We took the coastal path heading north and within a few hundred metres were at the blue lagoon. This is in fact an old slate quarry, flooded by the sea after a dam was smashed by fishermen looking for a safe haven to shelter their boats from the winter storms. It's now a mecca for wild swimmers and coasteering groups brave enough to plunge into its cold, sapphire waters. A stag group were the first ones to take to the sea, the groom easily identified by the pink tutu he was wearing on top of his wet suit! The path took us along the steep cliff edges and we took the steep, metal steps down to Traeth Llyfn. It's only accessible at low water, the large sandy beach interspersed with rocks and pools. We were the only ones down there, so Salty had plenty of zoom time off the lead.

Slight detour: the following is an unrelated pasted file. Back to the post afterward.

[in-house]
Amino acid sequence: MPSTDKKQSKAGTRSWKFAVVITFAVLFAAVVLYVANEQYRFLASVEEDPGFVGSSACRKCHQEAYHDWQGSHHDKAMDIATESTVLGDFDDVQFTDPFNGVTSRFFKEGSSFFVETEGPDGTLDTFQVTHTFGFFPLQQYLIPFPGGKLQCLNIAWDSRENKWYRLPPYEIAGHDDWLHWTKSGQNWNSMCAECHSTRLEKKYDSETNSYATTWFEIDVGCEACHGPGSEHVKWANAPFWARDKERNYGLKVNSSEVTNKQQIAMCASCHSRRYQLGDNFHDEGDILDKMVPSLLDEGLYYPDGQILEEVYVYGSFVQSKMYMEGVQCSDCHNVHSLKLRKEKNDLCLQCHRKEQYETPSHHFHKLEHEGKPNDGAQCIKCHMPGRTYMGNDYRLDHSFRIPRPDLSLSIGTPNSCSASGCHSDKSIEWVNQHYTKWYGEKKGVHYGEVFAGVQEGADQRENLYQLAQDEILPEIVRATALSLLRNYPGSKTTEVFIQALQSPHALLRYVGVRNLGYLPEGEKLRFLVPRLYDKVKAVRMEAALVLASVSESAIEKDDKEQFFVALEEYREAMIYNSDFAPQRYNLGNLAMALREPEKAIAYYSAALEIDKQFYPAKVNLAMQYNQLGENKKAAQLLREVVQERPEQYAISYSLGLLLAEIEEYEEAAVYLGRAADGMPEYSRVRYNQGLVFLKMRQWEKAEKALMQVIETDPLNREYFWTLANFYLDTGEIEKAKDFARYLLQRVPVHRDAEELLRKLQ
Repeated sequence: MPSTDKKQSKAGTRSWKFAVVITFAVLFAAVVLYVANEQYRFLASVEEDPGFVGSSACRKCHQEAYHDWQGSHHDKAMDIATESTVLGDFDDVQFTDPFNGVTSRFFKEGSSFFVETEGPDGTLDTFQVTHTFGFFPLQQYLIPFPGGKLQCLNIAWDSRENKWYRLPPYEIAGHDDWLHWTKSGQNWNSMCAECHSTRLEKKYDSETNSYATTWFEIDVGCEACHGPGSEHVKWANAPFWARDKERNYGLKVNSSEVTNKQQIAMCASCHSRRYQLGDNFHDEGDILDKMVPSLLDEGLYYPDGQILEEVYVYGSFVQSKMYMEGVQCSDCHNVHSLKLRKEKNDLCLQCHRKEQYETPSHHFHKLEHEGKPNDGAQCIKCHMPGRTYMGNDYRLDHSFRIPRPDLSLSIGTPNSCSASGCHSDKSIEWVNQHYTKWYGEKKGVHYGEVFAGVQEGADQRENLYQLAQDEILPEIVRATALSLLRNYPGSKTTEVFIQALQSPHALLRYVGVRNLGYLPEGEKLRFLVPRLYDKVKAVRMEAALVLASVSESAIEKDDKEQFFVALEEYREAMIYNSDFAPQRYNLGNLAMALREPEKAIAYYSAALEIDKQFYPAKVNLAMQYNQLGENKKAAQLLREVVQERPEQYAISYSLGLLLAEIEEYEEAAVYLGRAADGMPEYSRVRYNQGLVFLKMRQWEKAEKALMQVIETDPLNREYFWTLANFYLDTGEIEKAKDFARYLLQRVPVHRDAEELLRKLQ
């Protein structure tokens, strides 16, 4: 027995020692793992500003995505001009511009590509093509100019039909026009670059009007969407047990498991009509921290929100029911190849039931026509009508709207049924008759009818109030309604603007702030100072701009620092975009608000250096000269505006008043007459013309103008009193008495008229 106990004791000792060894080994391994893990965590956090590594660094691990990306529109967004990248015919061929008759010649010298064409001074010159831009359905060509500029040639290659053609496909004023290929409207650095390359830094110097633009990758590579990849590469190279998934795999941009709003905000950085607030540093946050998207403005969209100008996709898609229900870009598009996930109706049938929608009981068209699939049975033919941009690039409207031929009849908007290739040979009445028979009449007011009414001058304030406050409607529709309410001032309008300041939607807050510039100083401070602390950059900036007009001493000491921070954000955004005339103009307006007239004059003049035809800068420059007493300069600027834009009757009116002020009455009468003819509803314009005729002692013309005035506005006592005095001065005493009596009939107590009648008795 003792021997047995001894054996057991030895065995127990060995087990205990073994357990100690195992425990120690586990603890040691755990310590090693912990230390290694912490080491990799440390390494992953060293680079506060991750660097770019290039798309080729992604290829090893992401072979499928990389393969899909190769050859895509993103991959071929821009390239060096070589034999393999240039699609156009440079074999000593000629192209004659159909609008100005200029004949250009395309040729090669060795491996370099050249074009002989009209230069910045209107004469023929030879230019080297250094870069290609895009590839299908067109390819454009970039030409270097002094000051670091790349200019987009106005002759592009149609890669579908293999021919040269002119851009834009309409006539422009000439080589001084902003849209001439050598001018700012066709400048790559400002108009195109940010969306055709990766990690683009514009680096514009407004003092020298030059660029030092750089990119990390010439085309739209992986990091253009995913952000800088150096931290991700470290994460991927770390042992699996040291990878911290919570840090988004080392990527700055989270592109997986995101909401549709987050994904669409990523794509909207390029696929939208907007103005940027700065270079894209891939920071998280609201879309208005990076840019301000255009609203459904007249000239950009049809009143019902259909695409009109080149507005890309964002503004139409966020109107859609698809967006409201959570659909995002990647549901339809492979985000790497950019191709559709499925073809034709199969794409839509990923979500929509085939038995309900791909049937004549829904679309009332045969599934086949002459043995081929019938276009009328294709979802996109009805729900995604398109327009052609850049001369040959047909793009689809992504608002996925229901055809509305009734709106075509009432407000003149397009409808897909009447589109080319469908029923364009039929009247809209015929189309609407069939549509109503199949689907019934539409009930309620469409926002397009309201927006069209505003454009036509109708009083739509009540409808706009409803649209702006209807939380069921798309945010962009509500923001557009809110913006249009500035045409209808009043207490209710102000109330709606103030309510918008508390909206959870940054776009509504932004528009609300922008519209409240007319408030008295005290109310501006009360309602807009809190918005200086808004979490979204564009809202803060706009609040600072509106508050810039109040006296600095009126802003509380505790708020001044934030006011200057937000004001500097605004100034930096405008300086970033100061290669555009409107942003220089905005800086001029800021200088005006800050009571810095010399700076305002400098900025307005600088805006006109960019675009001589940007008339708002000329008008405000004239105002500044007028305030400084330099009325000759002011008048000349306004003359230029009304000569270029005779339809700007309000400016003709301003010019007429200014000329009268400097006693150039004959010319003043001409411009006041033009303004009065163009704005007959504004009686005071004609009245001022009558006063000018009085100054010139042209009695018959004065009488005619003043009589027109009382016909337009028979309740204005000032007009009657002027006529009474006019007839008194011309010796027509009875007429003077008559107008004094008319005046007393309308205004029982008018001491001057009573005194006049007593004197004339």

Back on the coastal path, we walked for another half and hour to the old harbour village of Porthgain. It grew up around a brickworks, with many of the old buildings still in place. The village was starting to open to visitors again after what must have been a long lockdown. We sat at a picnic bench for our lunch before reversing our route back to Abereiddi Beach. The rest of the afternoon was spent 'sun-pooling' in the van, side door open, watching people enjoy what turned out to be a sunny but fresh day. The sunshine was welcome after two days of gales and heavy rain, although more is forecast tomorrow. We really chilled in the van and it reminded us of what we should be doing in retirement. Salty was tired after his zooming and clifftop walks and spent the afternoon snoozing on the van floor.
Back at the campsite, after showers I warmed up the vegetable chilli I made at home and boiled some rice. I 'found' a bottle of red wine in the cupboard which was enjoyed as the sun slowly dropped into the sea. This has been a good day.